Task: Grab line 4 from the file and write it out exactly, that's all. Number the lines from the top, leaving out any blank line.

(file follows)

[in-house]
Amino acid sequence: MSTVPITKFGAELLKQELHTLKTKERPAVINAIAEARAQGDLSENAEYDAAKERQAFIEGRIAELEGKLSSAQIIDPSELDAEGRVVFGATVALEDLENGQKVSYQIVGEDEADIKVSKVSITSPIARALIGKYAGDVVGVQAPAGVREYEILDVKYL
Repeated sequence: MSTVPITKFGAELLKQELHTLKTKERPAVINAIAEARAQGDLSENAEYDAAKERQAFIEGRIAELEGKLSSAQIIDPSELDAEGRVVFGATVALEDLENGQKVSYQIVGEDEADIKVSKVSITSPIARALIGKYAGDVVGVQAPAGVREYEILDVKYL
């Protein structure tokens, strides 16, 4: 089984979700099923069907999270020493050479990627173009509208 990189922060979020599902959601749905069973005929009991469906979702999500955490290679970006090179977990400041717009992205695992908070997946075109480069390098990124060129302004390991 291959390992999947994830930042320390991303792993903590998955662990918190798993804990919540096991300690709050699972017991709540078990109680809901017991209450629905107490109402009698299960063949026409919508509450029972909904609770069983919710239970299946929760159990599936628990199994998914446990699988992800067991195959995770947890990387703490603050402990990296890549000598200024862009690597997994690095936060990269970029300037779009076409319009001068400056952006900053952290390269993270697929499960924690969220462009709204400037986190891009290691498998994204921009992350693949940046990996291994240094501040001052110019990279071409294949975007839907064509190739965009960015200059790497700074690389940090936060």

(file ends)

């Protein structure tokens, strides 16, 4: 089984979700099923069907999270020493050479990627173009509208 990189922060979020599902959601749905069973005929009991469906979702999500955490290679970006090179977990400041717009992205695992908070997946075109480069390098990124060129302004390991 291959390992999947994830930042320390991303792993903590998955662990918190798993804990919540096991300690709050699972017991709540078990109680809901017991209450629905107490109402009698299960063949026409919508509450029972909904609770069983919710239970299946929760159990599936628990199994998914446990699988992800067991195959995770947890990387703490603050402990990296890549000598200024862009690597997994690095936060990269970029300037779009076409319009001068400056952006900053952290390269993270697929499960924690969220462009709204400037986190891009290691498998994204921009992350693949940046990996291994240094501040001052110019990279071409294949975007839907064509190739965009960015200059790497700074690389940090936060």